In 2016, Aldi contributed to the generation of more than €1 billion to Gross Domestic Product (GDP) in the Irish economy through job creation, spending with Irish-based businesses, tax contributions and capital investment.
This is according to a report by leading economics consultancy, Cebr, which charts the rise of Aldi from opening its first two stores in 1999 in Dublin and Cork through to the 129 stores across all 26 counties that it operates today along with its two Regional Distribution Centres at Naas and Mitchelstown.
In 2016, Aldi announced plans to open 20 new stores and the creation of 400 jobs over three years in a €100m investment. Cebr estimate that by 2020 this would see a 13% growth in Aldi’s direct and indirect employment contribution with its total employment ‘footprint’ growing from about 12,150 jobs in 2016 to at least 13,750 jobs in 2020.
This year, it separately announced a €60m investment in a programme to convert all existing stores in to its Future Store format with a strong focus on fresh food.
Aldi’s average capital investment since 2005 has been €75 million annually, with a recent peak of €114 million in 2013. Since it entered the market in 1999 Aldi has invested more than €1.2 billion in capital expenditure. This has included spend on site acquisition, construction, machinery, equipment and vehicles needed to support its network.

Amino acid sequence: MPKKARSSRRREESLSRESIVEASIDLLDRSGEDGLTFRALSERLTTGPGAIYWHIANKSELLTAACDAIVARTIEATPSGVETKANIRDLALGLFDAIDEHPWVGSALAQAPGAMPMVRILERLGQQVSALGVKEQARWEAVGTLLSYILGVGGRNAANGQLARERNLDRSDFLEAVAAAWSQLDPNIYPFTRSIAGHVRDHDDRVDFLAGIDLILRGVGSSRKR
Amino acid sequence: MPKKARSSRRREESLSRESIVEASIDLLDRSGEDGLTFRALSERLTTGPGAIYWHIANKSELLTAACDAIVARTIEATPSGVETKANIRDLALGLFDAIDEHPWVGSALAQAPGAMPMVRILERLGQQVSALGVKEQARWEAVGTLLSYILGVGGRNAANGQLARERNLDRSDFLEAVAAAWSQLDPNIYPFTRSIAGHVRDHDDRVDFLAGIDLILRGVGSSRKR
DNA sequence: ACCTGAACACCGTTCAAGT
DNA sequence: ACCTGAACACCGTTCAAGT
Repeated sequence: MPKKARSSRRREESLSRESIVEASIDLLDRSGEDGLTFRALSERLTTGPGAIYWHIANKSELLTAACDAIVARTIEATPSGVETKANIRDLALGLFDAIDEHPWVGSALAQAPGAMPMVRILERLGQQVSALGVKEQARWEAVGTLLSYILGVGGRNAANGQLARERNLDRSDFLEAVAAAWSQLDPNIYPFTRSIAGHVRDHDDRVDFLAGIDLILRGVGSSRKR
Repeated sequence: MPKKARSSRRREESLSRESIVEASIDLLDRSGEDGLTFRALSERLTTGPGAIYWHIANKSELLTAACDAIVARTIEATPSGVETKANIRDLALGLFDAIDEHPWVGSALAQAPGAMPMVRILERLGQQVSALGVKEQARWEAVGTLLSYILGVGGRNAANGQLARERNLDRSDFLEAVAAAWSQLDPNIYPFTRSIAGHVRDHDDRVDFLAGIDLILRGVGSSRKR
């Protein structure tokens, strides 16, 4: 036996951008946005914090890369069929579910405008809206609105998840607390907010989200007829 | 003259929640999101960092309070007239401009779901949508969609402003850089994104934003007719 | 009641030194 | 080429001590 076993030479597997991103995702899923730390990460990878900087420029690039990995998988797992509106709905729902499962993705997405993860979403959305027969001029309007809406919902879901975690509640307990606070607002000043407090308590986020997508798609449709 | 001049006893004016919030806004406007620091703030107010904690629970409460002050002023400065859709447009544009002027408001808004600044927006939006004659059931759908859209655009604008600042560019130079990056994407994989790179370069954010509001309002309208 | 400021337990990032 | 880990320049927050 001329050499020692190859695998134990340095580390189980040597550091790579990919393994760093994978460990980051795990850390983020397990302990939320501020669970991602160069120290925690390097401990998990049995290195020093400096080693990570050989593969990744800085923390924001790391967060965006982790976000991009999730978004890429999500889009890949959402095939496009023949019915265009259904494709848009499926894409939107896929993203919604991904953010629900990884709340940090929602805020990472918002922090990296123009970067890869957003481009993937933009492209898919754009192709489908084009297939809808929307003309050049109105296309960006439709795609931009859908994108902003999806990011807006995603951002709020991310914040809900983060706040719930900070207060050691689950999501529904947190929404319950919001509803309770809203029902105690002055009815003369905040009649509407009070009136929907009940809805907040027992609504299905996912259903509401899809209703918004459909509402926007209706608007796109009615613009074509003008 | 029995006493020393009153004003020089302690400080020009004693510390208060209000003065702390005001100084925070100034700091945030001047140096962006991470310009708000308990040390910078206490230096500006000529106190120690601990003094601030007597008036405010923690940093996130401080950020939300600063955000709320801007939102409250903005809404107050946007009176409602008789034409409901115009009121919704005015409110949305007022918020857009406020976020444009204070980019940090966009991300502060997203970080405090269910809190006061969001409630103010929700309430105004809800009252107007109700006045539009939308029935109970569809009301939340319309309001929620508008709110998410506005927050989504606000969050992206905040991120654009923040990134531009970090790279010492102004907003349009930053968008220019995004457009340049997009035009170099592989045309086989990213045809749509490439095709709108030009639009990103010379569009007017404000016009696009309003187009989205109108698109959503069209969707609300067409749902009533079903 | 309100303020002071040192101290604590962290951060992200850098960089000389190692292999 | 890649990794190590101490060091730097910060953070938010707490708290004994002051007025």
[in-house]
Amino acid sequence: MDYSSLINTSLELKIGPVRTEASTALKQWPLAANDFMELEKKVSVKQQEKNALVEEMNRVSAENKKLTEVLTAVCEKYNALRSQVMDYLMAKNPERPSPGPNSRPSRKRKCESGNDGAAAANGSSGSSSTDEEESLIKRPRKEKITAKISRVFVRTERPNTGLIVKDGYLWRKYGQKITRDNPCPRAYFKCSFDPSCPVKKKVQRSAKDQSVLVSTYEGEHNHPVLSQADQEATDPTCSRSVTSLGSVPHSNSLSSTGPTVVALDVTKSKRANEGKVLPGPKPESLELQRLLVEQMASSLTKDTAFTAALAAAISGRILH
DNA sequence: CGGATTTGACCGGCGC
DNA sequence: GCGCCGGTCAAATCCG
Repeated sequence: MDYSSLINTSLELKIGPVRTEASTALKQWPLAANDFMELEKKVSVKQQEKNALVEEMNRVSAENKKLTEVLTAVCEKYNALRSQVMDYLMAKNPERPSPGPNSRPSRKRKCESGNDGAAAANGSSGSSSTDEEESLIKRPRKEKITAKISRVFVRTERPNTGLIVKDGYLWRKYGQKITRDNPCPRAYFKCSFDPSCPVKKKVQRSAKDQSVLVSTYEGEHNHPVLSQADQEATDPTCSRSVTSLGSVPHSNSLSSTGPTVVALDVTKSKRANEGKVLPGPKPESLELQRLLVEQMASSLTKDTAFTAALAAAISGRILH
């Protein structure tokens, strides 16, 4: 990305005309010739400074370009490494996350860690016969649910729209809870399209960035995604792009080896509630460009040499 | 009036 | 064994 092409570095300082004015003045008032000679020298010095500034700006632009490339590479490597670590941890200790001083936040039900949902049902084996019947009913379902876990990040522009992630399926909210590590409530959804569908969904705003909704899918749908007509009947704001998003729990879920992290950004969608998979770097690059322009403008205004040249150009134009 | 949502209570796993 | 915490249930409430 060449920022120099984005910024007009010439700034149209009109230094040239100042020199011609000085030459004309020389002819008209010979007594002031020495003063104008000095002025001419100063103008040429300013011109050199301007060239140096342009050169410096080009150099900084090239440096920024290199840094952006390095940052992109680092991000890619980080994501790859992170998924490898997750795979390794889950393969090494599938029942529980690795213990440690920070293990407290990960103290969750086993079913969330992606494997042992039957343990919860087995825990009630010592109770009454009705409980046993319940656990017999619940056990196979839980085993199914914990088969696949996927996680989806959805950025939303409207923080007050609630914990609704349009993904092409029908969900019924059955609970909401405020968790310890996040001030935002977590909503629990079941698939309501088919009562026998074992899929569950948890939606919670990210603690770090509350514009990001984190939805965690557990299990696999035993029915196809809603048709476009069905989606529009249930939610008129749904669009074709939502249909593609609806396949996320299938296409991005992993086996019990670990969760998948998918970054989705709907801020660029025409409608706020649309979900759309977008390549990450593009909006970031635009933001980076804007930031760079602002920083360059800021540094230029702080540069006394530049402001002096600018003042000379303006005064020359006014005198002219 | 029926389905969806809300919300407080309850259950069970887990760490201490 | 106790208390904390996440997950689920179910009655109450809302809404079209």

The report finds Aldi now directly employs almost 3,200 people nationally, up from 700 in 2005. Employment at Aldi grew by an average of 15% annually from 2005-2016, a period that coincides with the recession, during which unemployment hit 15% in 2011/2012.
In 2016, Aldi spent over €700 million with Irish producers, manufacturers and suppliers. Over 50% of sales come from products sourced from Irish based suppliers. This included included Bord Bia approved fresh meat and poultry, Irish dairy products, snacks, fruit and veg, beers and soft drinks.
Speaking last week, Aldi Group Managing Director, Giles Hurley said, "We are proud of the contribution Aldi has made to business, communities and families across Ireland since we opened our first stores 18 years ago. The €1.2 billion investment figure reflects both an upfront commitment but also the reinvestment of our profits here in Ireland, creating employment, bringing business to local suppliers and of course bringing high quality groceries to families at low prices."